3   Ripley          UK       no         Stochastic Simulation         <NA>
4  Tierney          US       no                     LISP-STAT         <NA>
5    Tukey          US      yes     Exploratory Data Analysis         <NA>
6 Venables   Australia       no Modern Applied Statistics ...       Ripley
> (m2 <- merge(books, authors, by.x = "name", by.y = "surname"))
      name                         title other.author nationality deceased
1   McNeil     Interactive Data Analysis         <NA>   Australia       no
2   Ripley            Spatial Statistics         <NA>          UK       no
3   Ripley         Stochastic Simulation         <NA>          UK       no
4  Tierney                     LISP-STAT         <NA>          US       no
5    Tukey     Exploratory Data Analysis         <NA>          US      yes
6 Venables Modern Applied Statistics ...       Ripley   Australia       no
> 
> 
> ## "R core" is missing from authors and appears only here :
> merge(authors, books, by.x = "surname", by.y = "name", all = TRUE)
   surname nationality deceased                         title     other.author
1   McNeil   Australia       no     Interactive Data Analysis             <NA>
2   R Core        <NA>     <NA>          An Introduction to R Venables & Smith
3   Ripley          UK       no            Spatial Statistics             <NA>
4   Ripley          UK       no         Stochastic Simulation             <NA>
5  Tierney          US       no                     LISP-STAT             <NA>
6    Tukey          US      yes     Exploratory Data Analysis             <NA>
7 Venables   Australia       no Modern Applied Statistics ...           Ripley
> 
> ## example of using 'incomparables'
> x <- data.frame(k1 = c(NA,NA,3,4,5), k2 = c(1,NA,NA,4,5), data = 1:5)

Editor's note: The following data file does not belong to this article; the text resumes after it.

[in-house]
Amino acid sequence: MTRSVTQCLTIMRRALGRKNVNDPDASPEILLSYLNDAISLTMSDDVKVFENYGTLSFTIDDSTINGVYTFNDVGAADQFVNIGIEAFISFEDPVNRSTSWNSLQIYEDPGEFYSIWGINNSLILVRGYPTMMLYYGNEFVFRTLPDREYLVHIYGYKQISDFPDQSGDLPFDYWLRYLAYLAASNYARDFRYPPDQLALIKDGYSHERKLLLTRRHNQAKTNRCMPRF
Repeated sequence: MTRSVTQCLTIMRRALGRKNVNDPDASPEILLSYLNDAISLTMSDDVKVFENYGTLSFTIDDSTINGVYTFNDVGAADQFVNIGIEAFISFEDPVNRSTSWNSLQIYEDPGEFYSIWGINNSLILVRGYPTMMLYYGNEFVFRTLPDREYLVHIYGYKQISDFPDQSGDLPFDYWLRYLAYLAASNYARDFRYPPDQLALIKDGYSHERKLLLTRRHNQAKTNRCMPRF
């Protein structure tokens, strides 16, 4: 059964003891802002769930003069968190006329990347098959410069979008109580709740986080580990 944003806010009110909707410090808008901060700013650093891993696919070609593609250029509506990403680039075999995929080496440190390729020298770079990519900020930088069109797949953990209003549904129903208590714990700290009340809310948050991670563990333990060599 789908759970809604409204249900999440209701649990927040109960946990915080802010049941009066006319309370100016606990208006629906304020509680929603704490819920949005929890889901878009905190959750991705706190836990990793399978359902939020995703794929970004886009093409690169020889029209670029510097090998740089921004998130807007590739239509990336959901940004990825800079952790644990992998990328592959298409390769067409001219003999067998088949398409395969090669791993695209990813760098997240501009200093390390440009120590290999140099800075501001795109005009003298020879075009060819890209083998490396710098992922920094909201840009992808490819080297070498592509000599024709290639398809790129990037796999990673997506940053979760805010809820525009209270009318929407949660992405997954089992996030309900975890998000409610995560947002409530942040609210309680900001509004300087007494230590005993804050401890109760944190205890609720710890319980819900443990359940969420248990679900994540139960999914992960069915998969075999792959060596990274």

> y <- data.frame(k1 = c(NA,2,NA,4,5), k2 = c(NA,NA,3,4,5), data = 1:5)
> merge(x, y, by = c("k1","k2")) # NA's match
  k1 k2 data.x data.y
1  4  4      4      4
2  5  5      5      5
3 NA NA      2      1
> merge(x, y, by = "k1") # NA's match, so 6 rows
  k1 k2.x data.x k2.y data.y
1  4    4      4    4      4
2  5    5      5    5      5
3 NA    1      1   NA      1
4 NA    1      1    3      3
5 NA   NA      2   NA      1
6 NA   NA      2    3      3
> merge(x, y, by = "k2", incomparables = NA) # 2 rows
  k2 k1.x data.x k1.y data.y
1  4    4      4    4      4
2  5    5      5    5      5

Melt examples

This example unpivot a wide table to row based table. 

> ###### melt ######
> 
> (
+   studentMarks <- data.frame
+   (StudentID = c(1000:1005), 
+    StudentName=c("Tom","Lily","Lucy","Li Lei","Han Meimei","Mike"),
+    English = rnorm(6,90,5),
+    Math = rnorm(6,80,10),
+    Chemistry = seq(from=60,to=90,length.out = 6)
+   )
+ )
  StudentID StudentName English Math Chemistry
1      1000         Tom    88.6 91.7        60
2      1001        Lily    94.7 79.9        66
3      1002        Lucy    92.9 69.5        72
4      1003      Li Lei    88.9 76.1        78
5      1004  Han Meimei    91.1 88.5        84
6      1005        Mike    83.0 75.4        90
> 
> install.packages("reshape")
Installing package into ‘E:/Documents/R/win-library/3.4’
> # load package
> require(reshape)
Loading required package: reshape
> 
> (
+   meltMarks <- melt(studentMarks, id=c("StudentID","StudentName"))
+ )
   StudentID StudentName  variable value